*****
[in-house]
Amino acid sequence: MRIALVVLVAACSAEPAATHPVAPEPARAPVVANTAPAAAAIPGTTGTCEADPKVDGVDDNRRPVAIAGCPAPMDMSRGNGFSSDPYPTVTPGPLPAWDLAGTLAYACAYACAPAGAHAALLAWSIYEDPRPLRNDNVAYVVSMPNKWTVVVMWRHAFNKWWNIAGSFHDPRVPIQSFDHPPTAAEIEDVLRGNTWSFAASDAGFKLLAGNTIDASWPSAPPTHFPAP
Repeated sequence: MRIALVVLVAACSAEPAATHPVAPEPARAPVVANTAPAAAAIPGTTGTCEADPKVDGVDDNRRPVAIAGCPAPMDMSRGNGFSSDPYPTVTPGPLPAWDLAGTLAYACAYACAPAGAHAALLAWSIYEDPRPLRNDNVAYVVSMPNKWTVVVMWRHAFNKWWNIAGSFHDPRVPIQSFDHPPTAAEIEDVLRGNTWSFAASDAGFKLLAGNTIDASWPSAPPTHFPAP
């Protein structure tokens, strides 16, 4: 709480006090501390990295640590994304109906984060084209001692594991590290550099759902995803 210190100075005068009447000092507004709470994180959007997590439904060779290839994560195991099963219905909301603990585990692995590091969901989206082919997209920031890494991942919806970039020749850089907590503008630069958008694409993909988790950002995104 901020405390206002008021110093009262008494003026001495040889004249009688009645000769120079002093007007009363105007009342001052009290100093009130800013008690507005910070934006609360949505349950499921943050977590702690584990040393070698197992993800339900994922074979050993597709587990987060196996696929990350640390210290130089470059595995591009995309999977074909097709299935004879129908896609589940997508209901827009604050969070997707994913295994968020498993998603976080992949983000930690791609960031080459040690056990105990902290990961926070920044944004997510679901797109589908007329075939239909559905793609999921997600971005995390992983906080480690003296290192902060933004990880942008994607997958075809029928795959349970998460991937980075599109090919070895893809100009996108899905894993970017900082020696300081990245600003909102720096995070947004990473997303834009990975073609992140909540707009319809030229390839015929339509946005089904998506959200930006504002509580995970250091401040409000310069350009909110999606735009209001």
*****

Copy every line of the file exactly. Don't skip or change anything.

[in-house]
Amino acid sequence: MRIALVVLVAACSAEPAATHPVAPEPARAPVVANTAPAAAAIPGTTGTCEADPKVDGVDDNRRPVAIAGCPAPMDMSRGNGFSSDPYPTVTPGPLPAWDLAGTLAYACAYACAPAGAHAALLAWSIYEDPRPLRNDNVAYVVSMPNKWTVVVMWRHAFNKWWNIAGSFHDPRVPIQSFDHPPTAAEIEDVLRGNTWSFAASDAGFKLLAGNTIDASWPSAPPTHFPAP
Repeated sequence: MRIALVVLVAACSAEPAATHPVAPEPARAPVVANTAPAAAAIPGTTGTCEADPKVDGVDDNRRPVAIAGCPAPMDMSRGNGFSSDPYPTVTPGPLPAWDLAGTLAYACAYACAPAGAHAALLAWSIYEDPRPLRNDNVAYVVSMPNKWTVVVMWRHAFNKWWNIAGSFHDPRVPIQSFDHPPTAAEIEDVLRGNTWSFAASDAGFKLLAGNTIDASWPSAPPTHFPAP
């Protein structure tokens, strides 16, 4: 709480006090501390990295640590994304109906984060084209001692594991590290550099759902995803 210190100075005068009447000092507004709470994180959007997590439904060779290839994560195991099963219905909301603990585990692995590091969901989206082919997209920031890494991942919806970039020749850089907590503008630069958008694409993909988790950002995104 901020405390206002008021110093009262008494003026001495040889004249009688009645000769120079002093007007009363105007009342001052009290100093009130800013008690507005910070934006609360949505349950499921943050977590702690584990040393070698197992993800339900994922074979050993597709587990987060196996696929990350640390210290130089470059595995591009995309999977074909097709299935004879129908896609589940997508209901827009604050969070997707994913295994968020498993998603976080992949983000930690791609960031080459040690056990105990902290990961926070920044944004997510679901797109589908007329075939239909559905793609999921997600971005995390992983906080480690003296290192902060933004990880942008994607997958075809029928795959349970998460991937980075599109090919070895893809100009996108899905894993970017900082020696300081990245600003909102720096995070947004990473997303834009990975073609992140909540707009319809030229390839015929339509946005089904998506959200930006504002509580995970250091401040409000310069350009909110999606735009209001």